Tuesday, April 10, 2012
The Many Faces of Motorcycles - Custom Scooters
Scooters tend to get a bad rep here in the states. Maybe it has to do with our need to be the fastest, toughest and most bad ass but we're one of the only countries where a twenty-something attractive male probably wouldn't be able to pick up chicks and would be mocked by his buddies while on a Vespa. And while it's not out of the norm to see hordes of people parking their scooters outside of cafes in countries such as Italy and Spain, Japan may have the most unique scooter society.
While motorcycles started to gain a foothold among the average citizen early in the 20th century, scooters didn't start to hit the market until after World War II. Italy was in ruins. The factories, streets and city were in a dismal state, which made it harder for the average person to get around. Much like in England, consumers needed an affordable and small form of transportation that could navigate the roads. While cafe racers filled a large part of that need in England, Enrico Piaggio, the son of the owner of an Italian company, Piaggio, looked to fill the transportation void in Italy. Before the war, Piaggio had manufactured mostly aircraft and it was that which influenced the vehicle that the company would later produce, the Vespa.
"Sembra una vespa!" proclaimed Enrico Piaggio the first time he laid eyes on the vehicle. "It looks like a wasp!" Because of the heavy influence of the aircraft engineering that the company had previously done, the first Vespa was distinctly sleek and streamlined but also very different from how motorcycles were being designed. The scooter was designed with a wide front frame in order to make the two-wheeled vehicle more reliable while keeping dirt from flying up around the rider. It was the epitome of Italian class and style and, in the first three years of production, about 35,000 were sold making the Vespa an extreme success.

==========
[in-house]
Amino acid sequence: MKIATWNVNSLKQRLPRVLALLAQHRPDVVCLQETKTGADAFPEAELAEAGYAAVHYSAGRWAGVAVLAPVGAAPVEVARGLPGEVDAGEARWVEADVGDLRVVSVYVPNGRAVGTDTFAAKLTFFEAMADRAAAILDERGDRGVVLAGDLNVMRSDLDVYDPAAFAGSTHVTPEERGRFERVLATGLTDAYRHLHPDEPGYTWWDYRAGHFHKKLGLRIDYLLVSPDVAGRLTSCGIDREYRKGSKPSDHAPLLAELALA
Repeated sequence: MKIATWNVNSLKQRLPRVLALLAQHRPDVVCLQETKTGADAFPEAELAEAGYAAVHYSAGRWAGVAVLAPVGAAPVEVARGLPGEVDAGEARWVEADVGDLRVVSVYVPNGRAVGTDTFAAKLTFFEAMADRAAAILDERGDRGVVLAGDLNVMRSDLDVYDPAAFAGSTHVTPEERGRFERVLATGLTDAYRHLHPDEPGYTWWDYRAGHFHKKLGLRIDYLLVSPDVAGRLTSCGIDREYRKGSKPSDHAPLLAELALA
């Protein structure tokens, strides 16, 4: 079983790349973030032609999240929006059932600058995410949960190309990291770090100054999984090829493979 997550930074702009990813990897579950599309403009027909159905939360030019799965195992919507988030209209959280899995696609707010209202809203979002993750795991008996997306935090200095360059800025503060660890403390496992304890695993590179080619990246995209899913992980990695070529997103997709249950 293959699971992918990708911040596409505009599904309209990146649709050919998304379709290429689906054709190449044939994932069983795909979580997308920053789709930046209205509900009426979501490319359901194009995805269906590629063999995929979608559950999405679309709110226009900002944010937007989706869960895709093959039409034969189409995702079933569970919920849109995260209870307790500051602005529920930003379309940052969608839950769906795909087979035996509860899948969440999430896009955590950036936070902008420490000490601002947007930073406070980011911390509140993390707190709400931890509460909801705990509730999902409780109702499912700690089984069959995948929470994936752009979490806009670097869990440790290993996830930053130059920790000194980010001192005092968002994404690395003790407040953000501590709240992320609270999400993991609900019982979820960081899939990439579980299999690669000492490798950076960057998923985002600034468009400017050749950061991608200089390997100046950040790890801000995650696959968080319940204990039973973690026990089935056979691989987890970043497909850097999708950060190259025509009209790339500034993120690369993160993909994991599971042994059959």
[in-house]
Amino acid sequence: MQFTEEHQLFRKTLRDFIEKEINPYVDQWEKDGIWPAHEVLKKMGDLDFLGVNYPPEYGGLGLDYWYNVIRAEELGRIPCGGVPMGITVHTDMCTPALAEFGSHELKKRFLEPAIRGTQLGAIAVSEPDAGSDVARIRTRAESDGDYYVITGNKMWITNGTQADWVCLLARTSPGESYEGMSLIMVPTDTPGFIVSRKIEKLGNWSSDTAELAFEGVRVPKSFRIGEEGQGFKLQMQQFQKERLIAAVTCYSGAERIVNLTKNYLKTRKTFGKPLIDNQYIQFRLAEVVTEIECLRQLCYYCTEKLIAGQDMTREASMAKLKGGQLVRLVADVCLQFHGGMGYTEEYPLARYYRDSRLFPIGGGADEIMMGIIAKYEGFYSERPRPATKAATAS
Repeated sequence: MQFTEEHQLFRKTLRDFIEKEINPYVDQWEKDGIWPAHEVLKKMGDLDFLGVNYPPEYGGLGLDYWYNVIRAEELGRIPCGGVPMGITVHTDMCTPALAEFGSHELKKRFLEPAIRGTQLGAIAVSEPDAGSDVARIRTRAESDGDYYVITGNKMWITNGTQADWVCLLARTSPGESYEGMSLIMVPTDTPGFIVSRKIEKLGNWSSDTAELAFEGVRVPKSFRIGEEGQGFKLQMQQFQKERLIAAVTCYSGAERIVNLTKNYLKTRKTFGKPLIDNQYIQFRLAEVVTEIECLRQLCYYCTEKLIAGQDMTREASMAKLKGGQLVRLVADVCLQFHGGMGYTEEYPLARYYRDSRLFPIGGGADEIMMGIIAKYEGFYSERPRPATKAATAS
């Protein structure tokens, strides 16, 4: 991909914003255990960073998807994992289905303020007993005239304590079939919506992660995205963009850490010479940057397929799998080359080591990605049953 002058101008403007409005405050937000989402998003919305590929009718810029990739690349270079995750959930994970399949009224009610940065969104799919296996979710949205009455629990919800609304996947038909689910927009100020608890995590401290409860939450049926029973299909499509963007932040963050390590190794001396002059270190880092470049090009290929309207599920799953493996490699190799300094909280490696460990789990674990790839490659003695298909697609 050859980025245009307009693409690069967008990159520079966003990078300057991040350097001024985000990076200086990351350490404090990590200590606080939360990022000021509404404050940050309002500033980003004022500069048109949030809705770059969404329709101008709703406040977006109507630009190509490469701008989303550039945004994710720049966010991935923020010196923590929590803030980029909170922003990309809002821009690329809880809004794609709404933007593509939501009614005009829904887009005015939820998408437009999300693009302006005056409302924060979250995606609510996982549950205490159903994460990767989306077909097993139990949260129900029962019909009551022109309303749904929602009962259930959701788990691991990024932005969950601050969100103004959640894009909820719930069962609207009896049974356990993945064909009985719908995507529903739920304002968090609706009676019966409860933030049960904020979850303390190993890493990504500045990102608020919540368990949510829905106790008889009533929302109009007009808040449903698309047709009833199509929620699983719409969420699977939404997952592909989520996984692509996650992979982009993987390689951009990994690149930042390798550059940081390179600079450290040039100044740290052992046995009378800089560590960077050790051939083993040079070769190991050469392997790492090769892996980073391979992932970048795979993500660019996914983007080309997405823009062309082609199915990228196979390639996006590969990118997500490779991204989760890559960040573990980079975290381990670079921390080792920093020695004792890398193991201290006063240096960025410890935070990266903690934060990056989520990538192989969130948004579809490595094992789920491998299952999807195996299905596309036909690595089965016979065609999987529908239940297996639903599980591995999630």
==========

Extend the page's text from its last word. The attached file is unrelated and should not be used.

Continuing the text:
Since its first production, the scooter has not only been exported to other countries with many other companies fought to catch up. In the 80's, Honda stepped up to the plate to offer their version of the scooter. And while the Italians saw them as cheap knock offs, Hondas saw some serious success with heir lightweight models and more eco friendly engines. Soon Japan had caught the scooter bug and almost every motorcycle company was producing their own versions.
But, as with the car and motorcycle industry, the Japanese style and customization has taken scooters to a whole new level. Just as popular as it is to make cars and motorcycles stand out with custom paint jobs, bodywork and parts, custom scooters now look nothing like their stock cousins. From fat rear tires, to massive speaker systems, to custom exhaust to luxury seats, these scooters rival the ingenuity of famous custom motorcycle shops in the US and are hardly ever laughed at.